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Kurdish paramilitary irregulars on the way to the front

On Wednesday, the Kurdistan Regional Government issued a statement proposing a ceasefire “in order to prevent further violence and clashes,” as “continued fighting does not lead any side to victory, but it will drive the country towards disarray and chaos.” The government statement added that “Attacks and confrontations between Iraqi and Peshmerga forces that started on 16 October […] could lead to a continuous bloodshed.”

The Kurds have been abandoned yet another time by their Western allies, most notably the Trump administration. After decades paved by Kurdish enthusiastic loyalty to the West that was routinely followed with cowardly betrayal by the same Western powers, why would the only democratic nation in that part of the region have expected anything but more betrayal?

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The Iraqi Kurds have fought alongside US troops against ISIS, proving to be far better soldiers than the laughable Iraqi national army American experts had been developing since 2005 or so. When those Iraqi troops dropped their weapons and ran, the Kurds held ground and eventually pushed ISIS out. In 2014, the Kurds established their control over oil-rich Kirkuk, then moved on in September this year to hold a democratic referendum on independence – which resulted in a resounding yes.

Former US Ambassador to Iraq Ryan Crocker suggested that the Trump Administration’s urgent warnings against Kurdish independence convinced the Iranian-backed militias and the Iraqi government they had a green light from Washington to invade Kurdistan without fear of American intervention. US criticism “may have emboldened Baghdad to take a harsher posture than it otherwise would,” Crocker said.

What followed was a show of brute aggression on the part of Iraqi Kurdistan’s three enemies: the government in Baghdad, Iran, and Turkey. All three collaborated to launch a military attack by the Iraqi army and Iranian militias inside the most prosperous and democratic part of Iraq, in a campaign to seize territory from the Kurds, with the prized jewel being Kirkuk.

Western media are reporting this week that the Iran-backed Iraqi government’s aim is to “take back” Kirkuk from the Kurds. But the entire area was never part of Arab Iraq. The Iraqi Baath party under Saddam Hussein engaged in active expulsions of non-Arabs from the area starting in the mid-1970s. In 1978 and 1979, 600 Kurdish villages were burned down to the ground and an estimated 200,000 Kurds were expelled to the other parts of the country.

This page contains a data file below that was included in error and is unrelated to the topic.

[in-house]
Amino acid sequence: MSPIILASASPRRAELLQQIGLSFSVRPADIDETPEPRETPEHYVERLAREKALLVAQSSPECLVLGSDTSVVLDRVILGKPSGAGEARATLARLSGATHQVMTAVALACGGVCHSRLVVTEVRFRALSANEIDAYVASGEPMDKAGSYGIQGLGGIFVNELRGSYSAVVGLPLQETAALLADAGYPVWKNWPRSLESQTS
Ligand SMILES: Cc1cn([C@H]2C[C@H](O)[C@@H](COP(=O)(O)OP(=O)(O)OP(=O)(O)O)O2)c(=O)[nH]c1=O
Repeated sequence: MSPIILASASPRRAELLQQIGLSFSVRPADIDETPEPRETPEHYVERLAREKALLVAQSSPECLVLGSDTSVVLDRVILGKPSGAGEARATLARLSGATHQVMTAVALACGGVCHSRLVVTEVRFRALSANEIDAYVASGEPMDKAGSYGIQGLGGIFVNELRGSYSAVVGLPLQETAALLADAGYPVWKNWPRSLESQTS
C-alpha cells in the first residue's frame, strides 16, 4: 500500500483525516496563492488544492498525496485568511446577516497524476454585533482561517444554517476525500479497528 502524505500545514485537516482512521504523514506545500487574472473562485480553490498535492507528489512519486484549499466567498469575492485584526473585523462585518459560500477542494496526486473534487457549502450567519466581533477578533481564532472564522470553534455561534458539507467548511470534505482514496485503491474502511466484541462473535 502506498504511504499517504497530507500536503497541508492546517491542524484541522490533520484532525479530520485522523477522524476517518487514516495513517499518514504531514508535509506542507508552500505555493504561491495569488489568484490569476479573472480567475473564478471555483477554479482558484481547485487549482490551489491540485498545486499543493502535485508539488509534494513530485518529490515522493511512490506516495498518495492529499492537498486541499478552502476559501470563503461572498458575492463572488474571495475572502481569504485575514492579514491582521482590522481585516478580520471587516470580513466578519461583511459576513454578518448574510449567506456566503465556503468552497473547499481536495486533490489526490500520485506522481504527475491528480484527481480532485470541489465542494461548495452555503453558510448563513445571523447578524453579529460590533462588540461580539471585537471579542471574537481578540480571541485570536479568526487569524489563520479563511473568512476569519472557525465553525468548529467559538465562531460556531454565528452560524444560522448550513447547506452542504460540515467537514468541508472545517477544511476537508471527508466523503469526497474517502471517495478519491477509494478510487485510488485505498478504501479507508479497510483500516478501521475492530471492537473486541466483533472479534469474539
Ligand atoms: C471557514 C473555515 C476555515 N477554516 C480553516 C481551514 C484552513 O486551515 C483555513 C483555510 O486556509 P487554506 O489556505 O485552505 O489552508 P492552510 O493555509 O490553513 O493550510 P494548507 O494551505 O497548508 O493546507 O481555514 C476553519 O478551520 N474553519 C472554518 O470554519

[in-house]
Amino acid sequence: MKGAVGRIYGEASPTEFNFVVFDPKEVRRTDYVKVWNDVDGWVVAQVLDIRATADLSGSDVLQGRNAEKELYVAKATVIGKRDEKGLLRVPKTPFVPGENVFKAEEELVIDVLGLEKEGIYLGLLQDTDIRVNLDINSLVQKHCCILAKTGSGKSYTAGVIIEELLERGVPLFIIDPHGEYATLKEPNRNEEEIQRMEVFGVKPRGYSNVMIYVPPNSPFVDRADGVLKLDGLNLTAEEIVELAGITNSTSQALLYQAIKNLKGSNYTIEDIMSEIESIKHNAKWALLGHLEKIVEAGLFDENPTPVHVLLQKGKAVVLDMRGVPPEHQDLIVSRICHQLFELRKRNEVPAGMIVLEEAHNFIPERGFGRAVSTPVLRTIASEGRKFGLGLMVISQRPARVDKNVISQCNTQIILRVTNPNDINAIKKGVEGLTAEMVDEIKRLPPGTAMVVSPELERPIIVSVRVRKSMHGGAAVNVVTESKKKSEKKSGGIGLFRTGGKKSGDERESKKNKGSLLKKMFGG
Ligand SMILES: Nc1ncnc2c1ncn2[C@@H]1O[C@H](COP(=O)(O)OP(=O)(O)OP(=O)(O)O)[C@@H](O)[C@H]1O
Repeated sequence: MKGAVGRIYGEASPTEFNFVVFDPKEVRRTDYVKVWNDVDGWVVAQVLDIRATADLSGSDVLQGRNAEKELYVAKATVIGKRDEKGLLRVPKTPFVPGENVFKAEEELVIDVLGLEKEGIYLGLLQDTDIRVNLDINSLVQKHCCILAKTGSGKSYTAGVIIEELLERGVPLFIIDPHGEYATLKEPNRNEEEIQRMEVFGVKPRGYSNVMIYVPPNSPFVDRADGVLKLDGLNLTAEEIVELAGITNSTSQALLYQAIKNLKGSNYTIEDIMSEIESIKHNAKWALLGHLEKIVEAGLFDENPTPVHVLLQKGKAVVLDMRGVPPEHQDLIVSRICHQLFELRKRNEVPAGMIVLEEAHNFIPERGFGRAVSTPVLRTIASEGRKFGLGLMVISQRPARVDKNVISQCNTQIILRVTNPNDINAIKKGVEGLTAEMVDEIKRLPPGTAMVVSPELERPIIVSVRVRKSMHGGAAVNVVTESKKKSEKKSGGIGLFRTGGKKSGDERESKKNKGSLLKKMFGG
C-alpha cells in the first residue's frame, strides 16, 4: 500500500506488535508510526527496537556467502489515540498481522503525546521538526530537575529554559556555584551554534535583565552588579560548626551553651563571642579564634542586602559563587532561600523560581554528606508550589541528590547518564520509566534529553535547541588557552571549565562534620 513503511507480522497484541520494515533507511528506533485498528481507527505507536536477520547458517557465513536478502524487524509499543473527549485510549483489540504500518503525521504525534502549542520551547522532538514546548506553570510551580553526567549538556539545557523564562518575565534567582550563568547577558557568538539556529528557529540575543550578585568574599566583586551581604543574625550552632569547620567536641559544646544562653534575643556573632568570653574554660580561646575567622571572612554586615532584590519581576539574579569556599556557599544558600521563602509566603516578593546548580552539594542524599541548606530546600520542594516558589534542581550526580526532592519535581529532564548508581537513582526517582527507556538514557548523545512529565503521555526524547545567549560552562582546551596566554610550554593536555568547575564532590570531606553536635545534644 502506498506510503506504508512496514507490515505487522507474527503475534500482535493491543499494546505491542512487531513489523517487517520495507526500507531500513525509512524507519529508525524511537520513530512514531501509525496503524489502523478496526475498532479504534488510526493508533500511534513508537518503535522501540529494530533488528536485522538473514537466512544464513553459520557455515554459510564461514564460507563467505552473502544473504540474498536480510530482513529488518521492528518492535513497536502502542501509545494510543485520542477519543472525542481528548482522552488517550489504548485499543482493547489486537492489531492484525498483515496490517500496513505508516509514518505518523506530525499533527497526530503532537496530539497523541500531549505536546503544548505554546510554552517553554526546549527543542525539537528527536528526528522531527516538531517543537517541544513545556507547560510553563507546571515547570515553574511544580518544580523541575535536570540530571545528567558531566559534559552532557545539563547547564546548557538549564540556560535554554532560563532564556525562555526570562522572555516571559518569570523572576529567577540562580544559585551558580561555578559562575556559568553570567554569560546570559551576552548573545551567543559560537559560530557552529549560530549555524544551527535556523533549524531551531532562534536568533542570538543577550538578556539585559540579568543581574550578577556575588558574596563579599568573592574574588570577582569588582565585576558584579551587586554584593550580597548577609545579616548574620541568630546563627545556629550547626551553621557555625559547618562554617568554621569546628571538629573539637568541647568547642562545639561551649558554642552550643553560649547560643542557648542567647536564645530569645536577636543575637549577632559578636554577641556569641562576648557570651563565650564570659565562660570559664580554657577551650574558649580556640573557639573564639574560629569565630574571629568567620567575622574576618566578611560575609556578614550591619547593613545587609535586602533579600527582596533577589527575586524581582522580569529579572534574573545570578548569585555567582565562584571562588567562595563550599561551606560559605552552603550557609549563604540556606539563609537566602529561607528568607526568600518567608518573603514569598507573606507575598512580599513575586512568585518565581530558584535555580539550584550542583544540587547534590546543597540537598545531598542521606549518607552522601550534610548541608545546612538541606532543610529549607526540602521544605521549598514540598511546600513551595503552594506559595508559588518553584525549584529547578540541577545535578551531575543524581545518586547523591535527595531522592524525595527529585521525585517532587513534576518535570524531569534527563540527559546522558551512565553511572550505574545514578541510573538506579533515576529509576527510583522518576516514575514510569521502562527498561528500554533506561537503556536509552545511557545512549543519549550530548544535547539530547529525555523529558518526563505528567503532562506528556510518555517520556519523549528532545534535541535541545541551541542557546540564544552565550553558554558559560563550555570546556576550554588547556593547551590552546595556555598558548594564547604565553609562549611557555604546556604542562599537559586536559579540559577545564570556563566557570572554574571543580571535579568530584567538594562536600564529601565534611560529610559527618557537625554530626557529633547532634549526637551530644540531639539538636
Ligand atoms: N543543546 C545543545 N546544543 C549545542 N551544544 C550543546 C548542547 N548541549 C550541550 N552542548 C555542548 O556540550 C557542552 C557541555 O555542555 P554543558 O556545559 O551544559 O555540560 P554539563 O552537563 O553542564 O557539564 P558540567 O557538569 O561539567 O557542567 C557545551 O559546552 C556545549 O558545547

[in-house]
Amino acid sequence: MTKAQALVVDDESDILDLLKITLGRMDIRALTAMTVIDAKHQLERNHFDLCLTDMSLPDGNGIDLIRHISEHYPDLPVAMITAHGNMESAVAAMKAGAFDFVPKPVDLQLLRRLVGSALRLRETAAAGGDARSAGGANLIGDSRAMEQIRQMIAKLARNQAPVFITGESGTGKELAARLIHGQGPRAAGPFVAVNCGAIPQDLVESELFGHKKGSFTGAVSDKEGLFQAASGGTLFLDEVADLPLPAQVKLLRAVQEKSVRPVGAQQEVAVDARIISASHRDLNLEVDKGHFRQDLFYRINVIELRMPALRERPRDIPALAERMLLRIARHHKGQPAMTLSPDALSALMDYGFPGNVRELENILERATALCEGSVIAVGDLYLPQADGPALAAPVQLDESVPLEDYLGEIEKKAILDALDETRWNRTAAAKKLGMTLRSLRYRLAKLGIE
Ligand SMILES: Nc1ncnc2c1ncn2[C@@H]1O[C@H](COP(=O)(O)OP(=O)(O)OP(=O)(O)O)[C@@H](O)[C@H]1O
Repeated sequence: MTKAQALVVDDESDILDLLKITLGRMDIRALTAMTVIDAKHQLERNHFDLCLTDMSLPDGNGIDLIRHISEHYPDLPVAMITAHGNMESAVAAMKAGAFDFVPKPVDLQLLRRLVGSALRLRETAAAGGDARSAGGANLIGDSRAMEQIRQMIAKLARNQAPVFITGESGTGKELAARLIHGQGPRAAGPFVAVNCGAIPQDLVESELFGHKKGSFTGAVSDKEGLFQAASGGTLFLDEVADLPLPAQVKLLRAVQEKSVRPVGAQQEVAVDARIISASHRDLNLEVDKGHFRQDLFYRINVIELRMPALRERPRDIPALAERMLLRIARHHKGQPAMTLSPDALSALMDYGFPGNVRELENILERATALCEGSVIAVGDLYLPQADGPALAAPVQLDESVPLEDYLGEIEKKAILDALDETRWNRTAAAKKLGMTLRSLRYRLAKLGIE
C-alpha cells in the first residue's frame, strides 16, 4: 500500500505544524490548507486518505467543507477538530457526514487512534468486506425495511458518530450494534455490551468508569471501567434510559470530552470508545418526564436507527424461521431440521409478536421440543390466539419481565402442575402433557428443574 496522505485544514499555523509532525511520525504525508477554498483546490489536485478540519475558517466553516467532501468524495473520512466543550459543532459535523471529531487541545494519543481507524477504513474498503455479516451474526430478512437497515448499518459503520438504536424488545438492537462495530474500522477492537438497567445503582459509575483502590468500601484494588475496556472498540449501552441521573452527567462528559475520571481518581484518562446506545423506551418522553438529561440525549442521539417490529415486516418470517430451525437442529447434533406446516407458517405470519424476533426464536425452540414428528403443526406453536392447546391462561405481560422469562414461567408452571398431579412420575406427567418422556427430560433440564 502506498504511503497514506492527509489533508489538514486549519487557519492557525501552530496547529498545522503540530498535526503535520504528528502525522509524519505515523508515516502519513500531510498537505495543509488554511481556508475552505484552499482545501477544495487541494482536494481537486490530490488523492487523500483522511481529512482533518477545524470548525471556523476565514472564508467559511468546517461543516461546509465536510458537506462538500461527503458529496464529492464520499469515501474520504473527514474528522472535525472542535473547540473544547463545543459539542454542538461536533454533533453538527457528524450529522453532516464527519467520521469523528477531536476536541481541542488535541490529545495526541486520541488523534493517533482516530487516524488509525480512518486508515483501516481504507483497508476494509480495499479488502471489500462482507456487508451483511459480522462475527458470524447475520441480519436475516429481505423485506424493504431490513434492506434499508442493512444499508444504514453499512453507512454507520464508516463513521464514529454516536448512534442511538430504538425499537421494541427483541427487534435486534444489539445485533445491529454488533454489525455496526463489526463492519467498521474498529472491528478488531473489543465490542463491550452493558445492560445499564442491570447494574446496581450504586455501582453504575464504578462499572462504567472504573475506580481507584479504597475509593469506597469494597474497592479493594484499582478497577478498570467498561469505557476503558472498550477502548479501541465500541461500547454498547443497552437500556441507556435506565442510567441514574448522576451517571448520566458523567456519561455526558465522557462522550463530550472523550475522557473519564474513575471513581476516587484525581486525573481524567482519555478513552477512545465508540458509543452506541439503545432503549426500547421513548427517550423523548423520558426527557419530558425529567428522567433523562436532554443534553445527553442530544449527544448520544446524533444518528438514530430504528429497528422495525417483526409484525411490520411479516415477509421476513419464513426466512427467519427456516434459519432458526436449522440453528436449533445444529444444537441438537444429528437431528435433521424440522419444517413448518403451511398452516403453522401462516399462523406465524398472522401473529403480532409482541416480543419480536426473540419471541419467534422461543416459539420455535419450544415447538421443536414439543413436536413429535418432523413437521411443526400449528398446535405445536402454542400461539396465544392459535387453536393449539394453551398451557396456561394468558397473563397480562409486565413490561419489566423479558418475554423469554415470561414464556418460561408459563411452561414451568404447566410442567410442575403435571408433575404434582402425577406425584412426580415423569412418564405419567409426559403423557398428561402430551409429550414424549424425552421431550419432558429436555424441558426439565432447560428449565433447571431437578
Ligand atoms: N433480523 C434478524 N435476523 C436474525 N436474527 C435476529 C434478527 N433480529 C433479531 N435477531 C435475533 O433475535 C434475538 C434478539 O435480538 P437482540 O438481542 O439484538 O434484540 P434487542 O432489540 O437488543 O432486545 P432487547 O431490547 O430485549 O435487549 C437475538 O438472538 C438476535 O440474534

Saddam’s Arabization campaigns in northern Iraq exiled the indigenous people – Kurds, Yezidis, Assyrians, Shabaks, Armenians, Turkmen, Mandeans – and replacing them with hundreds of thousands of Arab colonialists, in order to shift the demographics of Northern Iraq and establish an Arab domination.

The entire “civilized West” stood by all those decades, watching generations of ethnic Kurds being gassed, bombed, tortured, expelled. Today, the same Western powers, including Israel, are looking on as the Kurdish government is being forced to capitulate to the invading Iraqi Arabs, and seek negotiations for an autonomous status within Iraq.

While the US has stood by, offering no political support for Kurdish independence and, in fact, urging the preservation of the Iraqi state’s integrity, only Israel openly supported Kurdish independence, which Prime Minister Benjamin Netanyahu in September dubbed “the legitimate efforts of the Kurdish people to attain a state of its own.” He also said “the Kurds have been and will continue to be reliable and long-term allies of Israel since they are, like us, a minority group in the region.”

It should be noted that, according to a 2015 Financial Times report, Israel gets three-quarters of its oil imports from Iraqi Kurdistan.

There have also been reports over the years, especially since the US invasion of Iraq, that Israel was providing military support to the Kurds. In 2004, the New Yorker Magazine reported that Israeli military and intelligence operatives are active in the Kurdish parts of Iran, Syria and Iraq, providing training for commando units and running covert operations. Israel denied the report. In 2006, BBC reported that Israeli experts were dispatched to Iraqi Kurdistan to provide training to the Peshmerga. Kurdish officials refused to comment, Israel denied the entire story.

Fox News’ Michael Pregent points an accusing finger at Brett McGurk, President Trump’s special envoy for the Global Coalition to Counter ISIS, who held the same position in the Obama administration. “McGurk told US officials and Iraq, Turkey and Iran that he could convince the Kurds not to hold their independence referendum,” Pregent wrote this week. “He told US and Kurdish officials that he could stop Baghdad from using military force against the Kurds. He failed on both accounts.”

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